But they’re all adults. There was and is absolutely nothing stopping the likes of the Ox or Gibbs agitating for a move elsewhere. Certainly, in a cash-rich Premier League, money is pretty much no obstacle to say – picking at random – Walcott to West Ham, Gibbs to Palace and the Ox to Southampton. Ramsey is now a £50m player, but seems content to stay at a club which seems no nearer to realising his best position.
It’s not even about ambition. Most of the above players have spent – at a reasonable guess – 25-40% of their time at the club injured. As Arsene and Arsenal seem to have absolutely no idea how to prevent or manage muscular injuries then why, as an athlete dependent on fitness to perform, would you stay?
The answer? Because no one at that club is challenged to win anymore. Remaining in the top 20% of clubs is now deemed sufficient. ‘Do what you always did and you’ll get what you always got’ used to be a criticism, but now seems to have been adopted by Arsenal as a guiding philosophy.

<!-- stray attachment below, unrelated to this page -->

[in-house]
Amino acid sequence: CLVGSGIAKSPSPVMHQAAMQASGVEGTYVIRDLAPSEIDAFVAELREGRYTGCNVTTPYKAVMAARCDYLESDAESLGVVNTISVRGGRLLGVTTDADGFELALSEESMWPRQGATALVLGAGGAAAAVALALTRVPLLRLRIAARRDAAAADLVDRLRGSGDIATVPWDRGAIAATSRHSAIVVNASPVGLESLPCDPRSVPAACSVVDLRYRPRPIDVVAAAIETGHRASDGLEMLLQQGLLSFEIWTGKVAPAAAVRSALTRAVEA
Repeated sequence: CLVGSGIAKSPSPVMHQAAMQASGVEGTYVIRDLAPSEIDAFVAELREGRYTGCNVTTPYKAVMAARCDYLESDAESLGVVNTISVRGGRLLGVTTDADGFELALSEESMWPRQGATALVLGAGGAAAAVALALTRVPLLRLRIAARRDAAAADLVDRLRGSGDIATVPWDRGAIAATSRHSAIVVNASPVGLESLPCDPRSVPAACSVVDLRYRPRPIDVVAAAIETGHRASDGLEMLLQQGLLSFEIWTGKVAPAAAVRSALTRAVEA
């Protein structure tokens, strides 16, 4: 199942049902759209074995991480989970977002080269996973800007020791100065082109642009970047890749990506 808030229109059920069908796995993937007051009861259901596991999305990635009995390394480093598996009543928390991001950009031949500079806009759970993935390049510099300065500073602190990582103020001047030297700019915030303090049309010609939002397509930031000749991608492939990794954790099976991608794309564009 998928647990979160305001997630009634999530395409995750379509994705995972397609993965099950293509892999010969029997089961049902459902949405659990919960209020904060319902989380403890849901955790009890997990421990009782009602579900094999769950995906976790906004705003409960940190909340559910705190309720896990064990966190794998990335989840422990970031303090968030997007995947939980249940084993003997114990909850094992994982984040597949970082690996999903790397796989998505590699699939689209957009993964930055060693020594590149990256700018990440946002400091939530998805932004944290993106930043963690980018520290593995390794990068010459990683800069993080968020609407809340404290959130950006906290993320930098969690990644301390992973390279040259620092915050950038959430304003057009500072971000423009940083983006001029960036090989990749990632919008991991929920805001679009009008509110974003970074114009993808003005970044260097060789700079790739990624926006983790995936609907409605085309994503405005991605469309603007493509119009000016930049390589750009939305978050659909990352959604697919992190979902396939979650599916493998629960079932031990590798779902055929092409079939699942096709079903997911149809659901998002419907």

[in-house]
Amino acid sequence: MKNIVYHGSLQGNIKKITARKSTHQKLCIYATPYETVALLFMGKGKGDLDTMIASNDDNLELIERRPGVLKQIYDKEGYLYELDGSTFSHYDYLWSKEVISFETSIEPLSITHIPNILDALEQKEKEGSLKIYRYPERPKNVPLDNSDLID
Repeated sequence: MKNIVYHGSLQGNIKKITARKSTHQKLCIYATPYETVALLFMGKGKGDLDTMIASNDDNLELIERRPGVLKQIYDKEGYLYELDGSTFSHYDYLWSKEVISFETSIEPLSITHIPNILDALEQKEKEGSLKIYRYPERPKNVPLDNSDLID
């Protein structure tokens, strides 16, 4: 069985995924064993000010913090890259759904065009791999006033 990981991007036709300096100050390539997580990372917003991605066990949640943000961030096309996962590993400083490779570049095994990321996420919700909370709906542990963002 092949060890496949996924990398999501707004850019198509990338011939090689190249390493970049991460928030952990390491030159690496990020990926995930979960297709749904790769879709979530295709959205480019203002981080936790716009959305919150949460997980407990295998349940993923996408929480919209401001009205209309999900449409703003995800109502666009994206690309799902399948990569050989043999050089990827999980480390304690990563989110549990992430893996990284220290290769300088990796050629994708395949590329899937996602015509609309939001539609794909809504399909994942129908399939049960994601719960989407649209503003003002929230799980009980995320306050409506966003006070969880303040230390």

From Henry to ennui in 10 short and very long years. And still no end in sight.
The final thing on Arsenal spending until the next crisis
I think in the aftermath of all the criticism Wenger is getting a very obvious point is being overlooked by the media and this is not difficult to see.
Wenger has his faults but I strongly believe he has been protecting the Arsenal board for years and it’s about time he came out and said things that need to be said.
In my view the Arsenal Board have no ambition whatsoever which begs the question what is happening to the money Arsenal make. Let’s look at what is happening at the moment